Honey bees seduced me many years ago, and they hum in my soul. In the winter, that seduction becomes a deep longing.





Biosecurity in Beekeeping

The entire world has now had almost four years of dealing with Covid 19. During the height of the crisis, our patterns of existence and our relationship to concepts of germ transmission were on high alert. Lockdowns, border crossings, even threshold crossings, and a heavy use of germ containment with masks and sanitizers were the main modalities of our bizarre new “safety routines” for biosecurity.*


This past year, in my 19th year of beekeeping, I was confronted with a similar crisis in my apiary. The term Biosecurity entered my beekeeping practice, and my mode of interacting with bees shifted into high alert, as a number of colonies contracted European Foulbrood** (EFB), a bacterial disease that affects young larvae.


Positive result from an EFB Test Kit.  Photo: Grai Rice
Positive result from an EFB Test Kit.

* Biosecurity refers to measures aimed at preventing the introduction and/or spread of harmful organisms to animals and plants in order to minimize the risk of transmission of infectious disease - Wikipedia


** European Foulbrood (EFB) is a bacterial disease (Melissococcus plutonius) that affects the younger larvae in Honey bee colonies. Springtime is when it usually occurs and it is quite contagious. EFB sometimes clears by itself, or with antibiotics, although the bacteria can survive for approximately two years ready to rear up again. A strain of atypical EFB has been identified in recent years that is more persistent, and thrives later into the season. It is usually not lethal to a colony, unlike the spore-forming bacterial disease of American Foulbrood (AFB).


New Vocabulary

My new vocabulary now includes the three established components of Biosecurity: Conceptual Biosecurity; Structural Biosecurity and Procedural Biosecurity.


In the United States, the term Biosecurity is most often heard used in connection with practices for poultry and beef production, as well as in other fields of agriculture when the bacteria salmonella and E. coli are present in our food supply.


Honey bees are considered livestock by the US Food and Drug Administration (USFDA), however Biosecurity vocabulary and protocol is not highly engaged in the realm of apiculture in the US, beyond limiting international border crossings and some regulatory oversight for commercial beekeeping operations.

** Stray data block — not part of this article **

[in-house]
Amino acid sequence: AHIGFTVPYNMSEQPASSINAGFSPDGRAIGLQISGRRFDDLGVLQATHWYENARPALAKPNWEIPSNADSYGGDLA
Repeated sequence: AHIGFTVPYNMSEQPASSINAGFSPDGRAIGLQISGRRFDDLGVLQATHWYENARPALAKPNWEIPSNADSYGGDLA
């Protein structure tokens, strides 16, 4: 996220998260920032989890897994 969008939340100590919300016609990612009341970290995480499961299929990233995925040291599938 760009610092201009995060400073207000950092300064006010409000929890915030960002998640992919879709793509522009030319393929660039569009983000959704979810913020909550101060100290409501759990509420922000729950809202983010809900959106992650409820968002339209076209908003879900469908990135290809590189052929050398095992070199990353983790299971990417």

Australia’s beekeeping industry has been in the news since mid-2022 when, as a measure of Biosecurity, government agencies began culling massive numbers of Honey bee colonies, destroying entire apiaries to eradicate Varroa mites in their country. By September 2023, Australia gave up these drastic measures, and shifted to management to control the spread of mites.


Canada has a Canadian Best Management Practices for Honey Bee Health, which are a suggested set of guidelines for hobbyists to implement, as well as an epic 160-page Honey Bee Producer Guide to the National Bee Farm-Level Biosecurity Standard for the commercial industry. (Please note: Canada is known to have nationally high occurrences of American Foulbrood, thus they more aggressively treat prophylactically with antibiotics.)


Honey import and export in some countries is heavily restricted, as honey can carry the spores of the highly contagious and deadly American Foulbrood (AFB) bacterium (Paenibacillus larvae). AFB is the main reason there are apiary inspectors in the United States.


Hygienics on High Alert

I have instituted a strict protocol for my yard, and I limit the equipment I take off-site. I have always been aware of hygienic practice in the bee yard, including limiting the detritus that falls to the ground around the hives, closing up deadouts against robbing and cleaning my hive tools.


Dirty and clean hive tools.  Photo by Grai Rice
Scrub hive tools and frame hangers free of wax and propolis, with steel wool, prior to soaking in alcohol or bleach solution. GR

For now, it’s hygienic practice on steroids. One hive tool per hive. Plus, strict cleaning of hive tools and frame hangers that come in contact with bees, removing wax and propolis before soaking in alcohol or bleach solution. I also now change and clean my bee clothing more regularly, and used disposable gloves for all hives during the height of concern last summer. Fearing the unseen bacterium and its ravages is not fun even slightly.